Cameras are key for truly sustainable British seafood, says Marine Conservation Society

Date posted: 23 June 2020

The Fisheries Bill, now making its way through Parliament, offers a unique opportunity for the UK to rethink the way it manages its fisheries to ensure the future health of its seas through ambitious, world-leading legislation.

fishing vessels
© William Murphy

Remote Electronic Monitoring with cameras is key to the future health of our seas and should be an explicit and vital part of the Fisheries Bill.

Sandy Luk,

The Marine Conservation Society has singled out one key change to the Fisheries Bill which would deliver the biggest positive impact for the health of UK seas, and mark a turning point for the recovery of domestic fisheries.

Remote Electronic Monitoring with cameras (REM) is an important tool in modern sustainable fisheries management yet is being vastly underused in the UK. Over the past 50 years, commercial fishing has been one of the leading contributors to the loss of marine life*. But that needn’t be the case for the future.

Cameras fitted on board vessels would provide large amounts of good quality data on what fish is being caught and discarded where, and what other marine wildlife is being encountered on fishing trips. This independent information would be used to make fishing rules like catch limits more accurate, help fishers avoid vulnerable species and could help verify certain rules are being followed.

Currently, human observers are largely relied upon to gather information on fisheries, but unfortunately cover less than 1% of fishing activities. Cameras are affordable, don’t take up much space and could be used to vastly supplement observer data. Cameras could be installed and operated on every vessel over 10 metres in the UK for between £4.8 and £6.75million per year. That’s less than 1% of the value of seafood caught by these boats.

Too many fish are being taken out of the UK’s waters, resulting in losses for both the environment and coastal communities. It’s estimated that over 40% of the UK’s fish populations** are subject to overfishing, including several cod stocks, with many more of an unknown status. A requirement to carry cameras on board fishing vessels would greatly improve information about the UK’s fish populations and related fishing activities, enabling more precise management and recovery where needed.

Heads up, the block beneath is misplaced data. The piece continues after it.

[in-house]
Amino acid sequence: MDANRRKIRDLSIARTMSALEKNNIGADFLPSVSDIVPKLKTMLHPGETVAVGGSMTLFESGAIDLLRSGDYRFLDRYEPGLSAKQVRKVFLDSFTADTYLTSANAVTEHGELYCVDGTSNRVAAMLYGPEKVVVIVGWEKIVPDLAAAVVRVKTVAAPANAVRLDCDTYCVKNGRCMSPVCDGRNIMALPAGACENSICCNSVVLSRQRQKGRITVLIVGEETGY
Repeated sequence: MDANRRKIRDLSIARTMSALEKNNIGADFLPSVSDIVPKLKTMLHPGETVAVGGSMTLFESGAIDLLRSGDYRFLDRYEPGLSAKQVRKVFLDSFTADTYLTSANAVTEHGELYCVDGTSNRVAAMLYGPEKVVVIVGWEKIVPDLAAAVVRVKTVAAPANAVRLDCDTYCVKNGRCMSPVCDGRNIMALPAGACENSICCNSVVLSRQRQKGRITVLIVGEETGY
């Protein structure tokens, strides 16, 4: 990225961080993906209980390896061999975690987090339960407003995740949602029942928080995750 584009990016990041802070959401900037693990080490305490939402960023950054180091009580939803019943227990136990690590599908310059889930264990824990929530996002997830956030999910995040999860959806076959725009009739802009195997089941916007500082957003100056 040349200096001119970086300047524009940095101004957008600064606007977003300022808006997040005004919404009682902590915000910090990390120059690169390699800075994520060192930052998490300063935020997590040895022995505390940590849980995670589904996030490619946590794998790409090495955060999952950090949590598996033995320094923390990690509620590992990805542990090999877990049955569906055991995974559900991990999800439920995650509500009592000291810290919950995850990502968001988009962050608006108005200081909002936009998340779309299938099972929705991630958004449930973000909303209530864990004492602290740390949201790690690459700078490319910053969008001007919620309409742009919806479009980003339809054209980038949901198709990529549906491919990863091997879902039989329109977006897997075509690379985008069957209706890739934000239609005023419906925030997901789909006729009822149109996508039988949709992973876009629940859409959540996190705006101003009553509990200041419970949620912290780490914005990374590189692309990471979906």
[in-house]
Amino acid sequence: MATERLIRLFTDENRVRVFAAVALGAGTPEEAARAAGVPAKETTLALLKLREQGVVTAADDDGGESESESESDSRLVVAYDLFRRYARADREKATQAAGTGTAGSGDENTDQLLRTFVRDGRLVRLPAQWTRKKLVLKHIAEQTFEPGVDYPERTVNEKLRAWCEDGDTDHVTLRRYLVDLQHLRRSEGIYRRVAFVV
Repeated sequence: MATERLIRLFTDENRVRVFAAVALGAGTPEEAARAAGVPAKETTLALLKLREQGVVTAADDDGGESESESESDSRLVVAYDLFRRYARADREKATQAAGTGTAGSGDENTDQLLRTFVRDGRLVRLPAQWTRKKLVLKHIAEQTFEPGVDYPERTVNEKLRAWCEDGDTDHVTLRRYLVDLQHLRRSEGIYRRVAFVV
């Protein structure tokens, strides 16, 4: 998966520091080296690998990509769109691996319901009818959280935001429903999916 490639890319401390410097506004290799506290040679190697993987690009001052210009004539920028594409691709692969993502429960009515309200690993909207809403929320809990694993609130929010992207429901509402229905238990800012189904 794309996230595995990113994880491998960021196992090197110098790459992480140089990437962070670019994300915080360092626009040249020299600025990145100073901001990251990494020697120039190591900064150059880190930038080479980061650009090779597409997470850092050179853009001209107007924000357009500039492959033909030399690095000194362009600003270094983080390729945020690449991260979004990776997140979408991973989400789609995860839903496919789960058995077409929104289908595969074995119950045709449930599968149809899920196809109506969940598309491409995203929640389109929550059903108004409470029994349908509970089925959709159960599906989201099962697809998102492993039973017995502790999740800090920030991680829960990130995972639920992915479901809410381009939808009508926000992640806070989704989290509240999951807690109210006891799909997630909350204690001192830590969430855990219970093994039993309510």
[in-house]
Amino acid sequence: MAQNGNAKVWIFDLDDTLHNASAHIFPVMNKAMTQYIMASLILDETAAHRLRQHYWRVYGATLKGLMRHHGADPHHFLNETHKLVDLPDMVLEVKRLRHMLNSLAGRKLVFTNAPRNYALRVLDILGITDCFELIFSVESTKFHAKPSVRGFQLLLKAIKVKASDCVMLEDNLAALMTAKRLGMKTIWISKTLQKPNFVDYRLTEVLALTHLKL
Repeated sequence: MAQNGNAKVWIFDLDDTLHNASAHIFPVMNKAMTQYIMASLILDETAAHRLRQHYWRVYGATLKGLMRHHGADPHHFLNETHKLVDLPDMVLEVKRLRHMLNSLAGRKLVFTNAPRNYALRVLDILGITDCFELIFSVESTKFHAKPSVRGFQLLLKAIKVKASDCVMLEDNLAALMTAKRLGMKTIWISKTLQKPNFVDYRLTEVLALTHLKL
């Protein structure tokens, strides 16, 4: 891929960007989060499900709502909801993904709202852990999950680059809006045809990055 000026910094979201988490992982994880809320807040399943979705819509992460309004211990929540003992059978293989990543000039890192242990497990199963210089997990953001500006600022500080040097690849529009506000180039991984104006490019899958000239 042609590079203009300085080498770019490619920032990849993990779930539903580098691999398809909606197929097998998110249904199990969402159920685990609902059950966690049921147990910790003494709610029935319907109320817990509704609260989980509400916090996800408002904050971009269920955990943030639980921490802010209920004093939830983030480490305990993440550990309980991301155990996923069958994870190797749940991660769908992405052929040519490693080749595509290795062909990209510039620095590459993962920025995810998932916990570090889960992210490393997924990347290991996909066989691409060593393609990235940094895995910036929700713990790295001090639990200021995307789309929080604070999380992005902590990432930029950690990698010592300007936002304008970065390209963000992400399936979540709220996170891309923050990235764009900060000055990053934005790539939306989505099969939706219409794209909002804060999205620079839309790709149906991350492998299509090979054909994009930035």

Sandy Luk, CEO of the Marine Conservation Society: “Remote Electronic Monitoring with cameras is key to the future health of our seas and should be an explicit and vital part of the Fisheries Bill. The technology will give a clearer picture of how our seas are being fished and what’s being taken from them, paving the way for better, more ocean-friendly management with science and data at the forefront. The Fisheries Bill is the Government’s golden opportunity to restore our marine ecosystem, omitting this technology from the Bill would be an opportunity missed.”

Sam Stone, Head of Fisheries and Aquaculture: “Our seas need improvements to management, but the incremental changes we’ve been seeing are not delivering quickly enough to cope with the twin climate and nature emergencies. Whilst there is a raft of complex issues to address, underpinning them all is the need for good quality information and scientific analysis. Cameras would pave the way for a new generation of management that places information and science at its core, and I can’t think of any other single thing that would deliver so much benefit for the UK’s fisheries.”

REM with cameras would not only improve the management of fisheries but would also help provide assurances to buyers and sellers about how their seafood has been caught and its sustainability. There’s certainly consumer appetite for this. In a survey by the Marine Conservation Society, only a quarter (26%) of respondents said they felt confident when choosing sustainable seafood, despite a survey by Seafish finding that 70% of UK seafood consumers think sustainability is important.

As the UK begins to plot its recovery from the Coronavirus pandemic, action must be taken to urgently address and provide solutions to the twin nature and climate crises. The management of the UK’s waters must be overhauled to ensure both the economy and environment are guarded for the future - we cannot revert to a ‘business as usual’ approach. By including a requirement for REM with cameras in the Fisheries Bill, thereby focusing on a recovery that combines modern technological solutions with a plan to restore and maintain fish populations at healthy levels, the UK can future-proof the economy and our marine environment and set a benchmark for the world to follow.

To learn more about REM and why the Marine Conservation Society believes it’s crucial to the new Fisheries Bill, please visit the charity’s website here.


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